"When I say egregious I mean not just, you know, a sign might not be at the right height," Rodriguez said. "I'm talking about stairs... completely inaccessible locations to vote."

City officials dispute the group's claims. Rodriguez says in written correspondence, the city clerk has said it's found only seven polling sites were out of compliance with the Americans with Disabilities Act.

Rodriguez says litigation could be the next step if the city fails to correct the problems.

Sarah Hulett / Michigan Radio

Next week, voters will decide whether Michigan’s controversial emergency manager law is the right way for the state to make sure local governments avoid financial collapse.

A federal appeals court has upheld a suburban Detroit bus system's refusal to put anti-Muslim ads on its buses.

The ads read in part, "Fatwa on your head? Is your family or community threatening you? Leaving Islam?" And publicized a website called refugefromislam.com.

SMART rejected the ads as too political.

The American Freedom Defense Initiative sued on free speech and equal protection grounds, and a lower court ruled against SMART.

Lansing city hall.
MI SHPO / flickr

The city of Lansing faces an $11 million budget deficit in the coming fiscal year.

City officials say the shortfall is due largely to a steep decline in property tax revenues. Rising pension, health care, and salaries are also to blame. The numbers take into account the extra money the city is taking in from a new tax levy voters approved a year ago, but the city has almost reached its constitutional limit on how much money it can raise in new taxes.  In a press release, Mayor Virg Bernero says the funding model for Michigan cities is "broken." 

Sarah Cwiek / Michigan Radio

A five-day strike by workers at the water department serving southeast Michigan has ended.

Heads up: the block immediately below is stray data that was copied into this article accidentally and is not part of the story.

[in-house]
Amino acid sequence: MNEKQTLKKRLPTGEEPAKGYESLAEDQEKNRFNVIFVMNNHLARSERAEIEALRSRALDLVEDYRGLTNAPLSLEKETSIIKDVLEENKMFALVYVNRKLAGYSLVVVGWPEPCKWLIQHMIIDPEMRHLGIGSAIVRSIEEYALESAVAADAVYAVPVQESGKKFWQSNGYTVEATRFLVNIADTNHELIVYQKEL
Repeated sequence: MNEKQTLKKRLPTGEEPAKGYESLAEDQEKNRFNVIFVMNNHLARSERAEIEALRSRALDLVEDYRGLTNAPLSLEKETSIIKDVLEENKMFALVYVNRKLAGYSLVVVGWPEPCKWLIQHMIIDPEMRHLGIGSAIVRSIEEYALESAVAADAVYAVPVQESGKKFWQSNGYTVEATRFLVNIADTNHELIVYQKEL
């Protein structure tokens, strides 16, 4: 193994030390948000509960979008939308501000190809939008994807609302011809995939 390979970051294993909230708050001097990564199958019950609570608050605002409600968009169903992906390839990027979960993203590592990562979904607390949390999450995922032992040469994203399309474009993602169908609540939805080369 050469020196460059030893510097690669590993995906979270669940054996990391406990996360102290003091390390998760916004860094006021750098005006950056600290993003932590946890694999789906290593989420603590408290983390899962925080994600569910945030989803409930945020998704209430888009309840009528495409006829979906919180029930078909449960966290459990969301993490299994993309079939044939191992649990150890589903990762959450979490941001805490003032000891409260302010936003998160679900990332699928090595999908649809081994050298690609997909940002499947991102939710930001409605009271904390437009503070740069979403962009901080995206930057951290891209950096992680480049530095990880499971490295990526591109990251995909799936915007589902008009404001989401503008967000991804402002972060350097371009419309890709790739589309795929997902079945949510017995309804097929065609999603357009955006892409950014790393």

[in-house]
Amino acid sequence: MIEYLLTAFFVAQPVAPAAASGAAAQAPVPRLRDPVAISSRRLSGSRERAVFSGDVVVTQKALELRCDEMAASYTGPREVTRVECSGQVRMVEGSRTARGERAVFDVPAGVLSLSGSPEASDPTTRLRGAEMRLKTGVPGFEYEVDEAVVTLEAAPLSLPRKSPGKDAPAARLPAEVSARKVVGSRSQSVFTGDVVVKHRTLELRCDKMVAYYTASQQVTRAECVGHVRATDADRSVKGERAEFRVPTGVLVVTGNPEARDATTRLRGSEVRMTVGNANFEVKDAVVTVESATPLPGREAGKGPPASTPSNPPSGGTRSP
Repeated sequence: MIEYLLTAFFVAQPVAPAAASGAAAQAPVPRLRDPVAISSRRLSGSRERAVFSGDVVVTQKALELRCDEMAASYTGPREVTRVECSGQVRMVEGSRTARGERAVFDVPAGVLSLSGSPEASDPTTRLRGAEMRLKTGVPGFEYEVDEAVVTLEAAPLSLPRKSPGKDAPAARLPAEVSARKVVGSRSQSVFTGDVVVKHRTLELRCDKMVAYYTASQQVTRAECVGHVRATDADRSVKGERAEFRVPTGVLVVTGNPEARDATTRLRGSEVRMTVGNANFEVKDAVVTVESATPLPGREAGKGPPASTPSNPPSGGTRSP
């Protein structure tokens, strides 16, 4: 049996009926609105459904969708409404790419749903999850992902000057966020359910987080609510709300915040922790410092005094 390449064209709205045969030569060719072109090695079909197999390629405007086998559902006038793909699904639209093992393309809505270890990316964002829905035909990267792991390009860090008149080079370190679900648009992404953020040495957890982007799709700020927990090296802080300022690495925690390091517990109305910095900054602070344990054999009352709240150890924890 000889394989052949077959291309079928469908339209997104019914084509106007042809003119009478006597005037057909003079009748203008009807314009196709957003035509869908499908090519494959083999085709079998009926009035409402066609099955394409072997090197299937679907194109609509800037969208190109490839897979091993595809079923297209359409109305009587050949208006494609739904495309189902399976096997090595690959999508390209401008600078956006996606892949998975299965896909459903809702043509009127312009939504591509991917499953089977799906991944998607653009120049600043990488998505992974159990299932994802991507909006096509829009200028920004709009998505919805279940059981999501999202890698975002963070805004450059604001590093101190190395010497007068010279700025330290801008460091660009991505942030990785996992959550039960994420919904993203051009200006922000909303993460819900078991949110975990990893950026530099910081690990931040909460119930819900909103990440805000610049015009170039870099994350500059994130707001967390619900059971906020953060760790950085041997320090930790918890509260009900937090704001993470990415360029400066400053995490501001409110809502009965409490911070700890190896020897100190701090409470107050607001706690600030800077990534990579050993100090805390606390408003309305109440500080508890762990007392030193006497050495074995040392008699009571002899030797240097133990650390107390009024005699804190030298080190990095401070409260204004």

Officials with AFSCME Local 207 say the strike ended in victory.

Shanta Driver is a lawyer for the union. She says the agreement brokered with Detroit Water and Sewerage Department management calls for the 34 workers who received termination notices to keep their jobs.

"All of those people are certain not to get terminated," Driver said. "Everybody's termination has been rescinded."

Hamtramck laid off half its fire department today, and there's more pain to come.

Kyle Tertzag is Hamtramck's acting city manager.

"Financially, the city is in a dire situation. There's not sugar coating it. That's what it is."

Firefighters rejected $575,000 in concessions to help the city balance its budget. Tertzag says that rejection "complicates" the city's effort to secure a $3 million loan from the state. That's because the city's deficit elimination plan filed with the state assumed those concessions.

Meanwhile, Firefighters Local 750 President, Lieutenant William Diamond, says there will be a huge need for overtime this month.

"We need 7 firefighters on duty every day and there’s going to be 15 guys to fill those 7 slots," Diamond says, adding that the department's remaining firefighters will have to alternate working 24-hour shifts.

(courtesy of KQED)

A new report suggests school districts in Michigan are not doing a good job of evaluating their teachers’ effectiveness in the classroom. A state law passed in 2011 requires districts to evaluate teachers, and rate them as highly effective, effective, minimally effective, or ineffective.

For many years — perhaps even decades — Detroit has been the poster child for economic malaise. Adjusting for inflation, per capita income in metro Detroit dropped more than 20 percent between 1999 and 2010.

Some analysts say regional cooperation might have helped keep Detroit above water when the car industry sank, but that entrenched divisions that pit the city against its suburbs, and blacks against whites, have hindered that.

A Deeply Entrenched Regional Divide

steakpinball / flickr

Michigan's public defender system is consistently rated one of the worst in the country.

But this week, the House Judiciary Committee will consider creating a commission to establish standards for indigent defense.

Marcela Westrate is with the Michigan Campaign for Justice.

She says there are a host of reasons why poor criminal defendants don't always receive good legal help in this state.

"We don't have any statewide training requirements right now," said Westrate. "There's also things like consistency, where the same attorney represents a client until the completion of a case."

The commission would set the standards for Michigan's 83 counties - which each have their own public defender systems. Westrate says she hopes the commission could have new standards in place by the end of next year.

The longest-running housing discrimination case in the U.S. is coming to an end.